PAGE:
KK: You initiated many important group exhibitions at home and abroad, such as the iconic Bratislava Confrontations in the 1960s. You were a founding member of the Club of Concretists, and you have taught printmaking. Which of these engagements do you value the most?

EO: During the period of normalization under President Husak, the totalitarian regime purposely limited and tried to eliminate our communication with the world beyond the Iron Curtain. After 1968, I was expelled from the official art organization, the Association of Visual Artists, without any chance to exhibit my work or publicly express my opinions. The 1970s witnessed a rise of opposition and alternative structures in the arts. With other colleagues I organized a series of unofficial exhibitions and events in the city of Ostrava and neighboring cities, featuring both Czech and Slovak artists. I was very much familiar with the Slovak art scene from my studies at the Academy of Fine Arts in Bratislava, so I served as a liaison for the events and exhibitions. We were able to prepare several portfolios of unofficial contemporary art which we published as samizdat format.3 The most important portfolio was the one from 1976.

In Portfolio 1976, we were able to publish the prints of almost 70 politically repressed Czech and Slovak artists—almost the entire alternative scene.4 We managed to exhibit the prints in West Germany and Krakow, Poland. However, as a consequence of our actions, controversy and a series of endless investigations by the state Secret Service followed. My engagements in unofficial organizations and happenings were a logical reaction to the circumstances, particularly after 1968 when we were occupied by the Soviet Army as a result of the Warsaw Pact. After the Velvet Revolution in 1989 things started to change. I returned to Ostrava from my exile in Prague and began searching for support to create an independent art program at the newly established Faculty of Arts at the University of Ostrava, where I consequently have taught for many years and even became a professor.

Eduard Ovcacek's etching "Plates 1," 1965, photograph by the artist.

Image: Eduard Ovcacek, Plates 1, 1965, etching, 8 5/8 x 6 inches (22 x 15.3 cm), photograph by the artist.

KK: What are you working on these days?

EO: For the last three years, I have been mostly working on medium- and large-format black-and-white prints. I print not only on paper but also on canvas. I call this extensive cycle Black and White Series & Constellations (2013–present). Rarely do I revisit color printmaking these days. In the last few decades printmaking has not enjoyed the much deserved attention this traditional medium merits in the Czech Republic. Instead, fashionable trends in visual arts, which, to a great extent, only imitate trends of the 1960s, are preferred. I would say that the current output is mostly academic production which doesn’t hold my interest; one can see too many speculative subjective aspects.

The cycle of Black and White Series & Constellations draws upon aspects of minimalism leading to the monumental printmaking form with an emphasis on latent artistic potential of text and symbols. These aspects led me to a reduction from color to black and white. The visual perception is purposely stripped of any psychological attributes corresponding to color combination and is clearly directed toward the resulting illumination of the energy of the graphemes. Content-wise, the series is a sort of reminder or reflection of the current state of globalization in the world. The content is expressed as an association and as such it provides viewers with enough space to form their own interpretations of the constellations of graphemes. My current work is not aimed at any particular events. The series keeps growing and continues.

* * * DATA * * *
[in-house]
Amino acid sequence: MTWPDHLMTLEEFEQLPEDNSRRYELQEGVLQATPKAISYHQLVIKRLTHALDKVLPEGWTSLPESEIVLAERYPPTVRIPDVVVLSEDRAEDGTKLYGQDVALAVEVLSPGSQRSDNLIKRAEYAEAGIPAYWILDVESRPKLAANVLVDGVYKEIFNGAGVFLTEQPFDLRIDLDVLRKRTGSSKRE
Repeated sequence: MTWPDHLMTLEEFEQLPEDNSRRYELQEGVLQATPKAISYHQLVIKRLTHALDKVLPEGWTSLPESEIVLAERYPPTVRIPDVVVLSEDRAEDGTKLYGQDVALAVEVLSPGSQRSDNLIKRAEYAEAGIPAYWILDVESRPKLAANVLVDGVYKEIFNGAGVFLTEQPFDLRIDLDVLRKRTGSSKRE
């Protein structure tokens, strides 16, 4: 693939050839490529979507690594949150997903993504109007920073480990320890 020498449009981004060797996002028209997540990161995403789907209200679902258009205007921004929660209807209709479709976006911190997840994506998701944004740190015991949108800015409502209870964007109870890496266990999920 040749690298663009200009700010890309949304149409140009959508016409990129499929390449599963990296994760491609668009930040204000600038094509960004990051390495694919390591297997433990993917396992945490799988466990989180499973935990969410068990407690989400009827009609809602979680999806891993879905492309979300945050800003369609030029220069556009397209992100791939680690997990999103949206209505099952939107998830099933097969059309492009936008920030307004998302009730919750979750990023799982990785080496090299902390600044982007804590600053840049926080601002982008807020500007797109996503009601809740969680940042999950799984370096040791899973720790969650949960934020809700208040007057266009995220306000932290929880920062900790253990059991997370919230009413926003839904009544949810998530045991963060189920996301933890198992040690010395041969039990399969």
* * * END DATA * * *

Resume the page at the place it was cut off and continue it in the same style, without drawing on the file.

KK: Thank you for your time and for sharing your thoughts.


1. Jiri Valoch, “Czech Letterist,” in J. Valoch, J. Machalicky and J. Mojzis, Eduard Ovcacek Works from 1956–2006, (Gallery: Prague, Czech Republic, 2007), 50.

2. Jiri Valoch, “Czech Letterist,” in J. Valoch, J. Machalicky and J. Mojzis, Eduard Ovcacek Works from 1956–2006, (Gallery: Prague, Czech Republic, 2007), 9.

3. Samizdat was a clandestine publishing system within the Soviet Union, by which officially banned literature was reproduced and circulated.

4. All these activities have been subjects in the publication: Janousek, Ivo, Karel Bogar and Kamil Drabina. SITUATION—Czech and Slovak visual arts in the 1970s and 1980s in the Ostrava region, (Frydek-Mistek, Czech Republic: Museum Beskyd, November 1991), 60.


This interview appears in the print and digital edition of Celebrating Print, Vol.1 No.1, published in October 2015.

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EDUARD OVCACEK (1933-2022, Czech Republic) received a Master’s Degree at the Academy of Fine Arts in Bratislava, Slovakia (1963). He works in printmaking, painting, collage, sculpture, visual and concrete poetry, letterist photography, performance and installation. Together with artist Milos Urbasek, Ovcacek initiated the formation of the Bratislava Confrontation (1960), an independent abstract art group in Slovakia. He was one of the signers of the pro-democracy civic initiative Charter 77 (1977). Ovcacek has participated in a number of international group exhibitions and art symposiums throughout his career. From 1997–1999, he organized screen printing workshops in Ostrava. His prints have received many awards, including the prestigious Vladimir Boudnik Award (1998) for his lifelong contribution to Czech printmaking. Ovcacek is a member of the Hollar Association of Czech Graphic Artists and Art Beseda.


KATERINA KYSELICA is a visual artist, designer, curator and lecturer. She received a BFA from VCU School of the Arts in Virginia and a Master’s Degree from Charles University in Prague. Her prints and works on paper, represented in private collections, have been exhibited in solo and group shows in New York, Paris and the Czech Republic. She organized and curated the Celebrating Print Exhibition (2013–2015), a survey of contemporary prints from Central and Eastern Europe. Kyselica’s articles on art, printmaking and design have appeared in, Design Magazin, MF DNES, Celebrating Print and the Journal of the Print World.